The future of customer engagement

Utilities should stop applying the same tired tactics for customer engagement, writes Laura Sandys

The largest change in consumer lifestyles is being driven by the digitalisation of all our lives. The effective analysis of big data offers consumers, suppliers of all products, and systems’ designers a revolutionary change in the granularity, specificity, accuracy and ability to tailor the supply to the exact demand of that particular consumer. It feels however that the energy sector is still on the early part of the journey to understand and respond to the implications of this digital consumer revolution. 

The prize for energy is the optimisation of the system while also designing the service around the consumer and their behaviours, rather than the current system that demands the consumer to become energy experts – or even interested in energy.

 


"Smart energy meters are a very limited response to the data revolution"

 


So what will the consumer of the future look like and want? Probably not energy at all.

For decades the energy sector has been talking – and spending money – on “engaging with the consumer” trying to cajole them into being active energy consumers. Sometimes energy “engagers” have sounded like Englishmen abroad – “if I shout loud enough they will understand me”.  While many reading this will be super geeks loving being in control of their smart meter and monitoring capacity and cost across the system, very few “normal” people read Utility Week and only a few more understand what a kWh does.

Recent research shows that people are more ready to pay for convenience than for stuff. Time and consumer bandwidth is becoming more valuable.  This has been seen over decades in the food sector. Whether desirable or not, the demise of the butcher, baker and candlestick maker has been replaced by the super convenient multi-product supplier – the supermarket and with new digital retailers “siloed” providers are under even more threat.

So if energy is not a daily obsession of the consumer might they not prefer a seamless home product with the in-home data “portal” as holding the key consumer relationship delivering, switching and optimising all in-home products. Will this or other new business models mean that current energy brands have little or any consumer value? – very possibly. 

Energy suppliers might become predominantly a B2B business or possibly the data companies themselves will buy energy directly from the system operator with no need for the “wholesaler”. Energy might well become an “invisible” service and energy service companies might be squeezed out of the system as intermediaries procure directly.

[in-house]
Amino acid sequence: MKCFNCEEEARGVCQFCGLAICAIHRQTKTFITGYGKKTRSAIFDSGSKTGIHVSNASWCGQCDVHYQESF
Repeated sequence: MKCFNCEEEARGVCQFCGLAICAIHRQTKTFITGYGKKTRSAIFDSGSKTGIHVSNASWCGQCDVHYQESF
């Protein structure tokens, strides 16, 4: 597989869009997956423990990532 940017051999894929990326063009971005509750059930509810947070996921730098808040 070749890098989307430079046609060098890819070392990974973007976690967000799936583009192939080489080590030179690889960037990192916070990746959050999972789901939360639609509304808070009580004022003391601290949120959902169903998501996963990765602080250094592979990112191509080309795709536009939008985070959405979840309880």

Many of our utilities are working through this dilemma and are aiming to reinvent themselves around in-home services. The question for them is are they ambitious enough about what a real and total home service could look like and will they be best placed to provide the consumer with the “brand experience” that goes with trusting a third party to shape your life services. This is the big challenge ahead – not between energy companies but between energy and much more consumer trusted and engaged brands

What is clear however. is that the data is where the value lies – to both the consumer experience and the system optimisation. It will be possible with the right level of data to not just optimise utility of services in their own siloes but optimise across different data sets – an integrated optimisation service.  Take for example Alexa who will order the groceries, change energy supplier, know how far you drive to work and optimise your battery charge, alert you when you are reaching the top end of your mobile phone usage and inform your service suppliers when you are going on holiday.  

Smart energy meters are a very limited response to the data revolution and with the increased uptake of omni-providers in home the limited data flows from smart meters will not be able to retrieve the wider level of integrated and total information possible today in other sectors.  New entrants will have almost complete behaviour patterns and will be able to achieve close to 90 per cent just in time accuracy on individual lifestyle after a 24-month data set.

In this new world there will be different threats to consumers – that of data capture by Alexa and her friends. Portability of data must sit at the heart of consumer regulation but might not need a set of energy specific consumer measures – more a Consumer Regulator making sense of the bundled and invisible product components.   

To be frank –none of us know what the new consumer will want or be offered – but most certainly the energy sector has some big challenges ahead in relation to their “consumer” facing business. What we can be certain of is that by 2025 there will be multiple energy consumer archetypes, masses of data and very different consumption patterns.  The challenge to the energy sector is to react to such a wide range of consumer demands – and while we are well know for wanting one Silver Bullet – the future lies in multiple solutions! 


Laura Sandys has been appointed to the advisory for government's Cost of Energy review. See Utility Week's round-up of the personalities involved in this high profile investigation.

Author: Laura Sandy's, chief executive, Challenging Ideas,
Channel: Customers

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